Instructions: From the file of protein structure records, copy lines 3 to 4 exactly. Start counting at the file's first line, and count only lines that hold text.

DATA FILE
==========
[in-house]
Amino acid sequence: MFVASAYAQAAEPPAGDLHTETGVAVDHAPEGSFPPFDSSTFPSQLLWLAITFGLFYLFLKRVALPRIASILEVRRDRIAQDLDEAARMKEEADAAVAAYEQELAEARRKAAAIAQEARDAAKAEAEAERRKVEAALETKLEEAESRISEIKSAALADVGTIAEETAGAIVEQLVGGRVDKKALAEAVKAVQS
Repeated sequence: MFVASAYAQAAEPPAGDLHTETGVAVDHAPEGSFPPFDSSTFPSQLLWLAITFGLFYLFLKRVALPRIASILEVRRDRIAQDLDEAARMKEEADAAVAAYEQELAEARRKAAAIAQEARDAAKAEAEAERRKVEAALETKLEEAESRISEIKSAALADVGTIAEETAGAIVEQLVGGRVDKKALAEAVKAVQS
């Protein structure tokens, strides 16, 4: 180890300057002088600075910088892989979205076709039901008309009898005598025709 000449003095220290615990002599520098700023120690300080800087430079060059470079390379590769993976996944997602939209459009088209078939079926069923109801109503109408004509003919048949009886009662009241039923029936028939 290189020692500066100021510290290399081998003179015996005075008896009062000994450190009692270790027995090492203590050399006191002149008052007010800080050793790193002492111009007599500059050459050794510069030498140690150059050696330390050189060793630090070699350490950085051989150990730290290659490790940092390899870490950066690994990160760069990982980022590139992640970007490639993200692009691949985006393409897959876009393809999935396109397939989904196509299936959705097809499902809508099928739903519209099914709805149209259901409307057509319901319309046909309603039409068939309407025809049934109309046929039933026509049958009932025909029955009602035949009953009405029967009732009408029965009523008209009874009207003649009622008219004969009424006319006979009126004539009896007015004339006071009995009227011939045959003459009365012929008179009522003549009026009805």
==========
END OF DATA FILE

Repeated sequence: MFVASAYAQAAEPPAGDLHTETGVAVDHAPEGSFPPFDSSTFPSQLLWLAITFGLFYLFLKRVALPRIASILEVRRDRIAQDLDEAARMKEEADAAVAAYEQELAEARRKAAAIAQEARDAAKAEAEAERRKVEAALETKLEEAESRISEIKSAALADVGTIAEETAGAIVEQLVGGRVDKKALAEAVKAVQS
């Protein structure tokens, strides 16, 4: 180890300057002088600075910088892989979205076709039901008309009898005598025709 000449003095220290615990002599520098700023120690300080800087430079060059470079390379590769993976996944997602939209459009088209078939079926069923109801109503109408004509003919048949009886009662009241039923029936028939 290189020692500066100021510290290399081998003179015996005075008896009062000994450190009692270790027995090492203590050399006191002149008052007010800080050793790193002492111009007599500059050459050794510069030498140690150059050696330390050189060793630090070699350490950085051989150990730290290659490790940092390899870490950066690994990160760069990982980022590139992640970007490639993200692009691949985006393409897959876009393809999935396109397939989904196509299936959705097809499902809508099928739903519209099914709805149209259901409307057509319901319309046909309603039409068939309407025809049934109309046929039933026509049958009932025909029955009602035949009953009405029967009732009408029965009523008209009874009207003649009622008219004969009424006319006979009126004539009896007015004339006071009995009227011939045959003459009365012929008179009522003549009026009805």